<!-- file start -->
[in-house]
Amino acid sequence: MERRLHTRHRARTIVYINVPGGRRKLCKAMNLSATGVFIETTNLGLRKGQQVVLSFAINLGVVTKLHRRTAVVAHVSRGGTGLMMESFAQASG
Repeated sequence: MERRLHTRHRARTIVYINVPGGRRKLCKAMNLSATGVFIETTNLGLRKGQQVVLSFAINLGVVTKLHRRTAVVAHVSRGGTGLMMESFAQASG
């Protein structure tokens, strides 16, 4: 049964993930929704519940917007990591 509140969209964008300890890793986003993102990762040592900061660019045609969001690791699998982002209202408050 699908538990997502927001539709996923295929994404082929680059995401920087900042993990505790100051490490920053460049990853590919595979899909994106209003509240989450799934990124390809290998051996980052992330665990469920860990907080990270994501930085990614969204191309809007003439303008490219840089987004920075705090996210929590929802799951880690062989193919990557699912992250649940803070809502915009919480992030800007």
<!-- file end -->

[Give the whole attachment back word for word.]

[in-house]
Amino acid sequence: MERRLHTRHRARTIVYINVPGGRRKLCKAMNLSATGVFIETTNLGLRKGQQVVLSFAINLGVVTKLHRRTAVVAHVSRGGTGLMMESFAQASG
Repeated sequence: MERRLHTRHRARTIVYINVPGGRRKLCKAMNLSATGVFIETTNLGLRKGQQVVLSFAINLGVVTKLHRRTAVVAHVSRGGTGLMMESFAQASG
């Protein structure tokens, strides 16, 4: 049964993930929704519940917007990591 509140969209964008300890890793986003993102990762040592900061660019045609969001690791699998982002209202408050 699908538990997502927001539709996923295929994404082929680059995401920087900042993990505790100051490490920053460049990853590919595979899909994106209003509240989450799934990124390809290998051996980052992330665990469920860990907080990270994501930085990614969204191309809007003439303008490219840089987004920075705090996210929590929802799951880690062989193919990557699912992250649940803070809502915009919480992030800007």